With the variety of problems a piece of software can have, which will only appear when the user performs certain tasks, the creative person will find success in QA. They design tests that approach the application they are testing in new and inventive ways. Ways the developer may not have thought of, but that the end user may be doing out of necessity or even ignorance. This talent works in tandem with the next talent.
Empathy is a talent that goes largely unrecognized in the software development world and the corporate world in general. I am not talking about the person who cries with the developer when he realizes he accidentally deleted all his changes from the past week. I am talking about the person who remembers that all applications ultimately work for or with people. They can empathize with the end user who will be trying to use the application they are testing as a means to a greater end. They can decide if the application will work to achieve the end-users’ ultimate purposes, which usually involves increasing productivity and reducing frustration. These are the people who will take a personal interest in seeing to it that new features are added. Or that bugs are resolved in a way that creates no further issues and satisfies their customers’ needs.
Of course, these are not all of the talents that suit Quality Assurance work. Some QA Engineers will be stronger than others in certain areas. Making some more suited to certain projects and teams than others. But note that none of these talents necessarily require that Quality Assurance Engineers come from the world of IT. Remember, I am talking talents not skills. In some cases, talented people do not yet have the skills they need to be productive. In fact, they may not have a Computer Science degree or even a background in IT.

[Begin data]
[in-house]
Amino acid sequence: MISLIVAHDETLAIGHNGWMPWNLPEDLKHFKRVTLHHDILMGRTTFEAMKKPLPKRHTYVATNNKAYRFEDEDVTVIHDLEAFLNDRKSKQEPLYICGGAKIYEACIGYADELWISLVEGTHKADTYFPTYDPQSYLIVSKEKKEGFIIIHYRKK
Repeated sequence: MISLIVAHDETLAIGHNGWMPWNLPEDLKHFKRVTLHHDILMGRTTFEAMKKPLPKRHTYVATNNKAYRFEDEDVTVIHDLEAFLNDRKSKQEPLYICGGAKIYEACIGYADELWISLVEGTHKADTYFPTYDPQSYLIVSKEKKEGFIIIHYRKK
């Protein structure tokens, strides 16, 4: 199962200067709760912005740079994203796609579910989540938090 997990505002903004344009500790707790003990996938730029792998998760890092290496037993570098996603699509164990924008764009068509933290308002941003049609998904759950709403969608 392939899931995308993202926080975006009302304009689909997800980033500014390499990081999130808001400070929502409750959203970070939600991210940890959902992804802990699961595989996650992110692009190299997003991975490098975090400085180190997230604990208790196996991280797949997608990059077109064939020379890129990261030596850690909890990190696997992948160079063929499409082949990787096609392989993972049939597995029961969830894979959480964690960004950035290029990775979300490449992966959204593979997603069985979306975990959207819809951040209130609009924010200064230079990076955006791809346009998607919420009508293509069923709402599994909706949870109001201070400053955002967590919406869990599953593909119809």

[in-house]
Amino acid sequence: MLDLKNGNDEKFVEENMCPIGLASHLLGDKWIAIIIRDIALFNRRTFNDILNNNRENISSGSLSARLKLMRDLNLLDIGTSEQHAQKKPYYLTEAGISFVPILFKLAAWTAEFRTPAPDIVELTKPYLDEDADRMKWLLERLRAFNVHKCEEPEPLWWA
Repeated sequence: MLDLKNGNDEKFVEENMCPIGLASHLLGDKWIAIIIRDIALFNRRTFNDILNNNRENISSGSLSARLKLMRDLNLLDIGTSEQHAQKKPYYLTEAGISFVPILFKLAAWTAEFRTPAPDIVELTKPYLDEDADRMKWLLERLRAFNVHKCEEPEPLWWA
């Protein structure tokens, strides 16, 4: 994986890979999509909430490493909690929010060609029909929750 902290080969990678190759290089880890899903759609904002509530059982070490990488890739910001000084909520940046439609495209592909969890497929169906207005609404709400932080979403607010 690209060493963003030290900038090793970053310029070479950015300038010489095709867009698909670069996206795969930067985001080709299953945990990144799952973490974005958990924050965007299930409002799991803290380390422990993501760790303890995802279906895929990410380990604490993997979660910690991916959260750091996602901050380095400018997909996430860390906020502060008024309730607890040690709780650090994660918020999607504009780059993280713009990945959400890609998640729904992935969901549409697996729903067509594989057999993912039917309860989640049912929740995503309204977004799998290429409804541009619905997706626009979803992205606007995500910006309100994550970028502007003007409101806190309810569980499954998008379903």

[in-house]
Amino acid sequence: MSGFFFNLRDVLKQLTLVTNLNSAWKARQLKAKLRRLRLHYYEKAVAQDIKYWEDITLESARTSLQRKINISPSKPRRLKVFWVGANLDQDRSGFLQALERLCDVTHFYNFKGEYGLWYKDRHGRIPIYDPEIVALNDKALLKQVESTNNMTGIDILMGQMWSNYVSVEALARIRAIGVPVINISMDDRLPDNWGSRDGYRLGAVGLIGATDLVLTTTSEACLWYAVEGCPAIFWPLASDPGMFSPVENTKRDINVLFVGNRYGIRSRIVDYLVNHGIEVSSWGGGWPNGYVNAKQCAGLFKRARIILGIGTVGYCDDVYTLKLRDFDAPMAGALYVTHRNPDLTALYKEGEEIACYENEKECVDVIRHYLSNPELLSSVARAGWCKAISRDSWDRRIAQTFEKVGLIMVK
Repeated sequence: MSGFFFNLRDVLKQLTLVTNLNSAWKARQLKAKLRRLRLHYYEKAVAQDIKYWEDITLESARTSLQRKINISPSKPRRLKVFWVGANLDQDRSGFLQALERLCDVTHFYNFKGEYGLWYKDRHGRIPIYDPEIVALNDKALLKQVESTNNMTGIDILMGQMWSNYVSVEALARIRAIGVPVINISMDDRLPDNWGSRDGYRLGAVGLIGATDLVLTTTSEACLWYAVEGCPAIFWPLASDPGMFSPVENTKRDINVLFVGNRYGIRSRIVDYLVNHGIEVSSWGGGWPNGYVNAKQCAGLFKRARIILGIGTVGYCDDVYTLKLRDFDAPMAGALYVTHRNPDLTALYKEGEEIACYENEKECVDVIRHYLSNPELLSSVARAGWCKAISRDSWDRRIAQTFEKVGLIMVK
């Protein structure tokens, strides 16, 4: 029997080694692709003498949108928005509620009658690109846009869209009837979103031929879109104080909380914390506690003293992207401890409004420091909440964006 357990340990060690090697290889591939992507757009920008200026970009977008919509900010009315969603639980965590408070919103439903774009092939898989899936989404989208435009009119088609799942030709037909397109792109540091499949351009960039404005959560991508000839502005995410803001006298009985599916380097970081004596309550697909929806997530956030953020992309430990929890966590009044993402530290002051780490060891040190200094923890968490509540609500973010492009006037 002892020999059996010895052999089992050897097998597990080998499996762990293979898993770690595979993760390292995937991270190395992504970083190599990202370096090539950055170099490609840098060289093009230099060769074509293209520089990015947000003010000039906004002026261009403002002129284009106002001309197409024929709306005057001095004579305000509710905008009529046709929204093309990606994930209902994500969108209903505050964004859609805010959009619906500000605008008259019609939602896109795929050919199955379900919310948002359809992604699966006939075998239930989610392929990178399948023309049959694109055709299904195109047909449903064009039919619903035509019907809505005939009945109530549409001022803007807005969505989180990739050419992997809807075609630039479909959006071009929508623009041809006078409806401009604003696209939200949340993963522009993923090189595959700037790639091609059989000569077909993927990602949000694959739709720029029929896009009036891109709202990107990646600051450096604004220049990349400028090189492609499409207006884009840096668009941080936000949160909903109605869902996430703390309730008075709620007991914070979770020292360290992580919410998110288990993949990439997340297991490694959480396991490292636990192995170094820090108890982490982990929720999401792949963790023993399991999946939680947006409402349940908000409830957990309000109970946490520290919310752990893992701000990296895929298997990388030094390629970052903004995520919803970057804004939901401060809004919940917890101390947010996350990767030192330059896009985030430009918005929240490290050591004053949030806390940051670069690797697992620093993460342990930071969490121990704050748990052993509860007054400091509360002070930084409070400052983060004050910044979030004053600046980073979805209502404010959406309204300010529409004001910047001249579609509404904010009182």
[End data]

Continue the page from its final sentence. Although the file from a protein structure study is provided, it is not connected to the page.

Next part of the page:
Proof of Concept
I can use myself as an example. I left college with a degree in education, but after pursing teaching as I career for a few years, it just wasn’t panning out. However, with some computer science knowledge I happened to pick up in college, some exposure to network administration at a small school where I once taught, and a genuine interest in software development, I used my talents to find success in Quality Assurance. That is to say, I had some skills and a little experience, but, what made me successful in Quality Assurance really came down to the things I did without much thought. At first, it was simply the ability to envision a new life for myself, coupled with a drive to bring my vision into reality. Later, despite any skill I may have acquired on the job or elsewhere, the talents I use every day have little direct relation to IT, and they are the same talents I applied (unsuccessfully) to a previous career. These include some of those described above: observation, communication, and empathy.
Cast A Wider Net
Therefore, those looking to add talented QA staff to their teams, should feel free to cast a wider net than they might when looking for, say, a software developer. They can look for talent first and then match it with skill. Likewise, those who may recognize any of the talents discussed above may consider themselves talented enough to succeed in the field of Software Quality Assurance. In fact, there may be some whose skills have landed them in a career in which they are not succeeding. And the reason they’re not succeeding is that their current job is asking for their skills and not their talents. These are the ones who may fit the part of Quality Assurance Engineer perfectly.